In his introduction to the play, Stephen Greenblatt argues that the identical twins which feature in Shakespeare’s The Comedy of Errors, “are fairly commonplace and the fact that two people can bear the same name even more so, but Shakespeare’s play calls attention to all that is potentially disorienting in the routine circumstances of life.” It is hard to understand what Greenblatt means when he says that “identical twins are fairly commonplace” – in what era, for whom, in what sense? In biological terms they are neither commonplace nor are they rare. In historical terms, being born identical in the late-sixteenth century was extremely hazardous, especially for the twins but more particularly for the mother bearing them. Moreover, the equation suggested in this quotation between identical twins and “routine” and “life”, again elides the biological and historical specificity of multiple birth, and the artistic transformation implied by bringing identical twins to a stage of observation that is both comic and tragic. What Greenblatt “calls to attention” is rather more a narrow understanding of what it means to be and see twins, which he suggest are “as like one another as two coins of equal value” By monetising twinship in this way he overlooks the challenge of staging twins, where one must select players that are not and cannot be identically alike, that are not made of metal but of flesh and bone and genes and hair and so on, and that are not of equal value. Such are the disembodied and paper-based assumptions of a cultural materialist, inattentive to the physicality of theatre and the biology of playing up and out.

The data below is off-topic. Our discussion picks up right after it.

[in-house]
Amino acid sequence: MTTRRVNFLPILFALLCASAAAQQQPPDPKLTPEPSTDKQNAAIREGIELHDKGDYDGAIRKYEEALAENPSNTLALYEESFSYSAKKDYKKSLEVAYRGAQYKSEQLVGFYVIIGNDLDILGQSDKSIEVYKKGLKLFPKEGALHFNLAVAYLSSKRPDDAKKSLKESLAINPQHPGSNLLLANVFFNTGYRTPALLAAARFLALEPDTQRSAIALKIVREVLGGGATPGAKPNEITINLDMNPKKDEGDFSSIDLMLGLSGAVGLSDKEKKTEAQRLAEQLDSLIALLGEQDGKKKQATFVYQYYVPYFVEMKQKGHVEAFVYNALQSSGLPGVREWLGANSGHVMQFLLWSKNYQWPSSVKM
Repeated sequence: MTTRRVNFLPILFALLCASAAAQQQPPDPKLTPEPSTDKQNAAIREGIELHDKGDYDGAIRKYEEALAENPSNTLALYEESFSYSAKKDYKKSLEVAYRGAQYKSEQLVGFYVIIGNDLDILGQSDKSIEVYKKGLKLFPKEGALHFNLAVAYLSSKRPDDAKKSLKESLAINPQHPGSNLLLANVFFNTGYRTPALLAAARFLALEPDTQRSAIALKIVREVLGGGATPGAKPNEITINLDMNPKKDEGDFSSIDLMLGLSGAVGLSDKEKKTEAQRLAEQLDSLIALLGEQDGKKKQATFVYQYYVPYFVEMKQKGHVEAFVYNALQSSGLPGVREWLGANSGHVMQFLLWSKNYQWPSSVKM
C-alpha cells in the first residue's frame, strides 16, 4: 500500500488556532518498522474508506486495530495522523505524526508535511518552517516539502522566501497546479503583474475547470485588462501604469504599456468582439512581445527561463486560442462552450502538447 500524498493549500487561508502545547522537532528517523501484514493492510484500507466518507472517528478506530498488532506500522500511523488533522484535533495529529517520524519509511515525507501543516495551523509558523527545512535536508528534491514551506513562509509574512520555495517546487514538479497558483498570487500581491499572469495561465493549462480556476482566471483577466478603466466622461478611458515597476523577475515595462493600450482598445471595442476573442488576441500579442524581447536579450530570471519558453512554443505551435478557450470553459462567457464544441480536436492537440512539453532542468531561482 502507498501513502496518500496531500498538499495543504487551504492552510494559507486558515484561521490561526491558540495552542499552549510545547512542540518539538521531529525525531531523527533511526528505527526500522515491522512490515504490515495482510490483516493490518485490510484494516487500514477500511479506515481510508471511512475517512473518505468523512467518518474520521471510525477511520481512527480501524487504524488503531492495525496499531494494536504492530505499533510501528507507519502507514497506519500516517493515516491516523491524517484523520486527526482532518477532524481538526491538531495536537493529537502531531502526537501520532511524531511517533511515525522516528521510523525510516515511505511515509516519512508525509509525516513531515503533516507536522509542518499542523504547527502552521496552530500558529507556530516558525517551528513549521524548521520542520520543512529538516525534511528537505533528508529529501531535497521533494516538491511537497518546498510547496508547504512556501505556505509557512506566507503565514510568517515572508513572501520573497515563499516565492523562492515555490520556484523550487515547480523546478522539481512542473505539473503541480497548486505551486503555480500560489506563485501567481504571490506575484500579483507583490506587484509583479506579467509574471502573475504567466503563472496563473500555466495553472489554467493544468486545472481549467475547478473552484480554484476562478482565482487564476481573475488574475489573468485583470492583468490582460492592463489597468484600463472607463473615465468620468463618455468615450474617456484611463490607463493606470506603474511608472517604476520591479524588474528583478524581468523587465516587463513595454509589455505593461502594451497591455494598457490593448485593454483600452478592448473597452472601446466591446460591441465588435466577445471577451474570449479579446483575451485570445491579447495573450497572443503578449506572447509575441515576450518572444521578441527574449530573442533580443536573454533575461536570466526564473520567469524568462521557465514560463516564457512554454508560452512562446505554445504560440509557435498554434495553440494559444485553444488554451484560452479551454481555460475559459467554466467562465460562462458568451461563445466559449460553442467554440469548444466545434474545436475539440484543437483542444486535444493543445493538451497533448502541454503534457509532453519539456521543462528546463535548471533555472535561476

Stephen Greenblatt, ‘The Comedy of Errors’, in The Norton Shakespeare: Based on the Oxford Edition, ed. Stephen Greenblatt, Walter Cohen, Jean E. Howard and Katherine Eisaman Maus (New York: W. W. Norton, 1997), pp. 683–684.
 Stephen Greenblatt, ‘The Comedy of Errors’, in The Norton Shakespeare, p. 688.